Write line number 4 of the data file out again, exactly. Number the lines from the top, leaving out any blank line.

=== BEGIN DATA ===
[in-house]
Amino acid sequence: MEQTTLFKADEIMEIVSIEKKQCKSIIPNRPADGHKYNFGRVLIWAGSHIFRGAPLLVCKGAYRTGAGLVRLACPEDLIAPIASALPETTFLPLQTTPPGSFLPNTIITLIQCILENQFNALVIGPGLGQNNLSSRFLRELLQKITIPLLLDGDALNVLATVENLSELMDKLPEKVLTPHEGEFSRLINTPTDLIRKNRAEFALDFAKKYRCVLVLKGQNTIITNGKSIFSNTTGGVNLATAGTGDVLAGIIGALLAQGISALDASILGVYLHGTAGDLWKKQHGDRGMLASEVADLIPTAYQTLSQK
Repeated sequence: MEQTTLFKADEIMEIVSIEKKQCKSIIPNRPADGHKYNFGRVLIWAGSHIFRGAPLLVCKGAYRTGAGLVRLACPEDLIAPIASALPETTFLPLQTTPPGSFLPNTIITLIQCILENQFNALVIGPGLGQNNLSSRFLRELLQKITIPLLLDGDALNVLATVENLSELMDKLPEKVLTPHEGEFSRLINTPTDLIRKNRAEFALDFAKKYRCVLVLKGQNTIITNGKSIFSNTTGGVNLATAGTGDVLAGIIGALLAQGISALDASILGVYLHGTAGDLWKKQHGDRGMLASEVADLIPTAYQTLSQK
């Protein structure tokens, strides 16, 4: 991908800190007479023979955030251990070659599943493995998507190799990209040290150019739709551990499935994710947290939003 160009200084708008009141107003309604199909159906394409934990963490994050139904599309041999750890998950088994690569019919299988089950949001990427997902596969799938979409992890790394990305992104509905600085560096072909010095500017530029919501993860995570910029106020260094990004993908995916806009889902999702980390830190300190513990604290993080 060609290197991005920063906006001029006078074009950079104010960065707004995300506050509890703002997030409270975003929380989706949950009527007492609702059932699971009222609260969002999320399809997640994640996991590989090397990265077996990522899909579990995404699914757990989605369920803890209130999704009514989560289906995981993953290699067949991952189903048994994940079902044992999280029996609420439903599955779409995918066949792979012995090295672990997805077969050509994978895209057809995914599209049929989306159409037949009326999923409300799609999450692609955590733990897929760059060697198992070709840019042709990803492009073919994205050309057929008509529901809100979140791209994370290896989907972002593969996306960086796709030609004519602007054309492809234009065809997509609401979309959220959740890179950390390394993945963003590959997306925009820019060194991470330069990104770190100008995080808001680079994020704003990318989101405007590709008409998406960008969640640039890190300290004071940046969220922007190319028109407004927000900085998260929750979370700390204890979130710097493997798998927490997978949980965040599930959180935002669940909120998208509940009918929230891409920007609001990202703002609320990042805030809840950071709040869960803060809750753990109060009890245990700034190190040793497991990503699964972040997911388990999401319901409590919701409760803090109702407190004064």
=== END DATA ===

């Protein structure tokens, strides 16, 4: 991908800190007479023979955030251990070659599943493995998507190799990209040290150019739709551990499935994710947290939003 160009200084708008009141107003309604199909159906394409934990963490994050139904599309041999750890998950088994690569019919299988089950949001990427997902596969799938979409992890790394990305992104509905600085560096072909010095500017530029919501993860995570910029106020260094990004993908995916806009889902999702980390830190300190513990604290993080 060609290197991005920063906006001029006078074009950079104010960065707004995300506050509890703002997030409270975003929380989706949950009527007492609702059932699971009222609260969002999320399809997640994640996991590989090397990265077996990522899909579990995404699914757990989605369920803890209130999704009514989560289906995981993953290699067949991952189903048994994940079902044992999280029996609420439903599955779409995918066949792979012995090295672990997805077969050509994978895209057809995914599209049929989306159409037949009326999923409300799609999450692609955590733990897929760059060697198992070709840019042709990803492009073919994205050309057929008509529901809100979140791209994370290896989907972002593969996306960086796709030609004519602007054309492809234009065809997509609401979309959220959740890179950390390394993945963003590959997306925009820019060194991470330069990104770190100008995080808001680079994020704003990318989101405007590709008409998406960008969640640039890190300290004071940046969220922007190319028109407004927000900085998260929750979370700390204890979130710097493997798998927490997978949980965040599930959180935002669940909120998208509940009918929230891409920007609001990202703002609320990042805030809840950071709040869960803060809750753990109060009890245990700034190190040793497991990503699964972040997911388990999401319901409590919701409760803090109702407190004064």